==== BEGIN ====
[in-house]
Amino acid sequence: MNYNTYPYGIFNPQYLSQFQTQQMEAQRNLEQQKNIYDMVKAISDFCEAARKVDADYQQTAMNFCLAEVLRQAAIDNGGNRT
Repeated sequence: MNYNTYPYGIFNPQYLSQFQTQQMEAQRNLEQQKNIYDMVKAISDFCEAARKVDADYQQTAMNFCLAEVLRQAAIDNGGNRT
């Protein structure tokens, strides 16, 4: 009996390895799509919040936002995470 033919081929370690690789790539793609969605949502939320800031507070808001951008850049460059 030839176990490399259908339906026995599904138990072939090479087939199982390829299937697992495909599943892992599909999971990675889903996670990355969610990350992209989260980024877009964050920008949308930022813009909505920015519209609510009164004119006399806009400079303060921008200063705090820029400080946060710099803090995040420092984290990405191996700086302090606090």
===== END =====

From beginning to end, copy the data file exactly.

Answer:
[in-house]
Amino acid sequence: MNYNTYPYGIFNPQYLSQFQTQQMEAQRNLEQQKNIYDMVKAISDFCEAARKVDADYQQTAMNFCLAEVLRQAAIDNGGNRT
Repeated sequence: MNYNTYPYGIFNPQYLSQFQTQQMEAQRNLEQQKNIYDMVKAISDFCEAARKVDADYQQTAMNFCLAEVLRQAAIDNGGNRT
């Protein structure tokens, strides 16, 4: 009996390895799509919040936002995470 033919081929370690690789790539793609969605949502939320800031507070808001951008850049460059 030839176990490399259908339906026995599904138990072939090479087939199982390829299937697992495909599943892992599909999971990675889903996670990355969610990350992209989260980024877009964050920008949308930022813009909505920015519209609510009164004119006399806009400079303060921008200063705090820029400080946060710099803090995040420092984290990405191996700086302090606090």